This website uses dymaic web slicing on some pages that are updated on a daily (or sometimes an hourly) basis. A page contains a web slice if you see this icon in the toolbar. This feature was introduced with IE 8, which allows users to subscribe to content and receive notification of updates on the browser tool bar. This was implemented for the employment page in January, 2010 and the Article Alert service in March 2010. The video link is an introduction to the use of web slicing. Further details about web slicing and how it works can be found here.
RSS stands for 'Really Simple Syndication'. It has become the standard method to send news and information from websites directly to the user who wishes to keep up to date.
Extensive use is made of RSS feeds on this website. The most obvious is LT.info Bulletin, which you can subscribe to by clicking on the RSS symbol . Whenever I make a major addition or change to the site it will be announced on this feed. I sometimes also use it to notify subscribers of more general language testing news.
Many pages also contain information that is generated by RSS feeds, but filtered using software that selects content using keywords and strings, before aggregating the information on the page. Examples of this are the article aggregation, and article alert services, which scan journals for language testing content and updates this page whenever new articles are published. This makes keeping up to date extremely easy, especially in the latter case where it is combined with web slicing. Developing the filters for some pages has taken over a year, such as on the employment page. However, some 'rogue' jobs still get through, particularly from the fields of computing, health care, and engineering. I continually update the filters to reduce such instances, but cannot eradicate them completely.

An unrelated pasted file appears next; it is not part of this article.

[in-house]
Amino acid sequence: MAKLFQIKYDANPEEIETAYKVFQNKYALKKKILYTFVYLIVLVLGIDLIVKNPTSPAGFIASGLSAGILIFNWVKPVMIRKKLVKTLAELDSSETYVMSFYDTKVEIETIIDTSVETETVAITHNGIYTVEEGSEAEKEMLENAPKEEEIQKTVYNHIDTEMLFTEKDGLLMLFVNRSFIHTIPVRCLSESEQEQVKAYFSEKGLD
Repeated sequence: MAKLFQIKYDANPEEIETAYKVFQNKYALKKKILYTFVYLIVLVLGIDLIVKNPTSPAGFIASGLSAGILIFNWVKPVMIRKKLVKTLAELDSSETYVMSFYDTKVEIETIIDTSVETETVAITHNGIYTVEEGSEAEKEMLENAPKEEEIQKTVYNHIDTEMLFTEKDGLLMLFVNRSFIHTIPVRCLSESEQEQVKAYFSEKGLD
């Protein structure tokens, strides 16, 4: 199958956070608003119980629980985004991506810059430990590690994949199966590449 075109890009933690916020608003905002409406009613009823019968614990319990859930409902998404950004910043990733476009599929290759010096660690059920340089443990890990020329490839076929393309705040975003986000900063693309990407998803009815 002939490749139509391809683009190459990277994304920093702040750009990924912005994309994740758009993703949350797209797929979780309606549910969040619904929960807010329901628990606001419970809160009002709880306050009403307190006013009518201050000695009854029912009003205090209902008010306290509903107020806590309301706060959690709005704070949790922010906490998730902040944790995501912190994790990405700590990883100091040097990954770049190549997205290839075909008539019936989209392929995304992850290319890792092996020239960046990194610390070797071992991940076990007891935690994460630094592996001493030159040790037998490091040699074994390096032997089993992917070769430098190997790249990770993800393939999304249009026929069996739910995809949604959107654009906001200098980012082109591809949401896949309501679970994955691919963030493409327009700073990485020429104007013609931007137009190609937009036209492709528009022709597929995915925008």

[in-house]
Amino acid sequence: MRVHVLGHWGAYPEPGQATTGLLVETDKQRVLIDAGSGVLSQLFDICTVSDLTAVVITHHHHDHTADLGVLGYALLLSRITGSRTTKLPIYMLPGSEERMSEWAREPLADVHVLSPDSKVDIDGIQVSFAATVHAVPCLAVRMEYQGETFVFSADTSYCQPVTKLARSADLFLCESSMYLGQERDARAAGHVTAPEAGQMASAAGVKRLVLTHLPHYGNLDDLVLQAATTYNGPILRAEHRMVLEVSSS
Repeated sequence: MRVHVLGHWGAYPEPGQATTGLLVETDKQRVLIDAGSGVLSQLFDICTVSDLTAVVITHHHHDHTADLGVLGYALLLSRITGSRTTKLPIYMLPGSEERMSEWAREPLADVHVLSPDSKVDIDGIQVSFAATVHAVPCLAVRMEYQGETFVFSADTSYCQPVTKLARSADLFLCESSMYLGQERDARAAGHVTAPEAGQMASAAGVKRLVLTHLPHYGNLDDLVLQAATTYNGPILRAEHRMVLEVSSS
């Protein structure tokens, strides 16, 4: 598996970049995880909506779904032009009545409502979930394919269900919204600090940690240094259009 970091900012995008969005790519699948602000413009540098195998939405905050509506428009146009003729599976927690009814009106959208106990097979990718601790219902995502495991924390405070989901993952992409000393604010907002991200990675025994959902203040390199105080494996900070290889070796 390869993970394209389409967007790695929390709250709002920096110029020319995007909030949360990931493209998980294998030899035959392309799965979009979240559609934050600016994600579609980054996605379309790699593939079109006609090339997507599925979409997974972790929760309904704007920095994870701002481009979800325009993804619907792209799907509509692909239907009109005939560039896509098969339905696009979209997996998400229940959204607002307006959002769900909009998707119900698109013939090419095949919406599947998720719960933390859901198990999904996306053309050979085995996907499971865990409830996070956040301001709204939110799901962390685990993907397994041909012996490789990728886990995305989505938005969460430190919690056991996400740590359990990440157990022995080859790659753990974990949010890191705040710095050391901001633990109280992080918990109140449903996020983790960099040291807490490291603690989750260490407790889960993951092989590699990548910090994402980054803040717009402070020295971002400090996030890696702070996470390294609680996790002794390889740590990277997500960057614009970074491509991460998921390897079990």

If you would like to know more about how aggregation works, there is a useful Wikipedia entry that you can consult.
DigitalP: 19 Aug 14: Ebola Goes Viral; SmartCane; Filming at Speed of Light; ...
Tolu Ogunlesi reports on how social networks help and hinder the fight against Ebola; Rohan Paul demonstrates a smart cane for people with visual impairment; Jonathan Leach discusses the development of a camera that can see around corners; A report on how Wikipedia aims to help preserve minority languages
UK's 'most generous town' revealed 20 August, 2014 Data gathered by donation site JustGiving has revealed what it says is the UK's most generous town, based on donations to its website.
Hack Days are great for discovering the weird and wonderful, and such a recent day at Netflix yielded over 50 "hacks" of the popular video streaming service.
For our money the standout of the group is Oculix, "a 3D room version of Netflix UI for Oculus Rift, complete with gesture support."
The video below shows the Rift wearer moving his hand up and to scroll through titles while he's immersed in a 3D world of floating content cards. Descriptions hover as he lands on specific shows and movies, and the virtual view follows where he moves his head.
Once he selects a show, he looks to be taken into a virtual viewing room where House of Card's Frank Underwood rambles down a stoop.
Netflix said that while all the hacks are "very cool and fun," there's no guarantee they'll ever become an actual product, part of its internal infrastructure or ever be seen again outside of Hack Day. That said, Oculix has the feeling of product itching to be flushed out.
Oracle has added a feature to its Social Relationship Manager platform that enables users to better analyze and share social data across the enterprise. The product, Social Station, can be customized and personalized to provide each user with the social media-based data necessary to their respective business functions, according to an Oracle statement.
The tool?s analytics module is composed of 120 metrics with thousands of customizable reporting options, all of which are available with real-time updates. Users are able to share analysis with others as graphs, text, broken down by date, via one-click functionality. Oracle says it plans to continue to build out Social Station to include more modules and metrics.